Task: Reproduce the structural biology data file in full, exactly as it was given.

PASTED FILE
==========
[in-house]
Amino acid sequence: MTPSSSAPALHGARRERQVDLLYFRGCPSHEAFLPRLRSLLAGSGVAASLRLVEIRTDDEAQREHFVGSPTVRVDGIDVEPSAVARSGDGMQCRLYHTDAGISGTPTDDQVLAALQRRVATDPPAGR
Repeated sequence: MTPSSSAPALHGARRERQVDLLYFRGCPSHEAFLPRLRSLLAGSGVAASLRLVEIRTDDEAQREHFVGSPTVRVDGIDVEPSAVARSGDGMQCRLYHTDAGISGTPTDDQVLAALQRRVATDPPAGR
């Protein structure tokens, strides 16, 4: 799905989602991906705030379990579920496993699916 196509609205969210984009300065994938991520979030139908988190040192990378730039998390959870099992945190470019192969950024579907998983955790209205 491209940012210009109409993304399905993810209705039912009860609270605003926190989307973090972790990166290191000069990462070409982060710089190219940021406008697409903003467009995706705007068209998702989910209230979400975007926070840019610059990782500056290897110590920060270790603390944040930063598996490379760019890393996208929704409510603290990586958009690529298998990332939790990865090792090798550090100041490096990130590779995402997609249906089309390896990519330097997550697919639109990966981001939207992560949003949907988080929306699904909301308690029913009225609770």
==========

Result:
[in-house]
Amino acid sequence: MTPSSSAPALHGARRERQVDLLYFRGCPSHEAFLPRLRSLLAGSGVAASLRLVEIRTDDEAQREHFVGSPTVRVDGIDVEPSAVARSGDGMQCRLYHTDAGISGTPTDDQVLAALQRRVATDPPAGR
Repeated sequence: MTPSSSAPALHGARRERQVDLLYFRGCPSHEAFLPRLRSLLAGSGVAASLRLVEIRTDDEAQREHFVGSPTVRVDGIDVEPSAVARSGDGMQCRLYHTDAGISGTPTDDQVLAALQRRVATDPPAGR
């Protein structure tokens, strides 16, 4: 799905989602991906705030379990579920496993699916 196509609205969210984009300065994938991520979030139908988190040192990378730039998390959870099992945190470019192969950024579907998983955790209205 491209940012210009109409993304399905993810209705039912009860609270605003926190989307973090972790990166290191000069990462070409982060710089190219940021406008697409903003467009995706705007068209998702989910209230979400975007926070840019610059990782500056290897110590920060270790603390944040930063598996490379760019890393996208929704409510603290990586958009690529298998990332939790990865090792090798550090100041490096990130590779995402997609249906089309390896990519330097997550697919639109990966981001939207992560949003949907988080929306699904909301308690029913009225609770």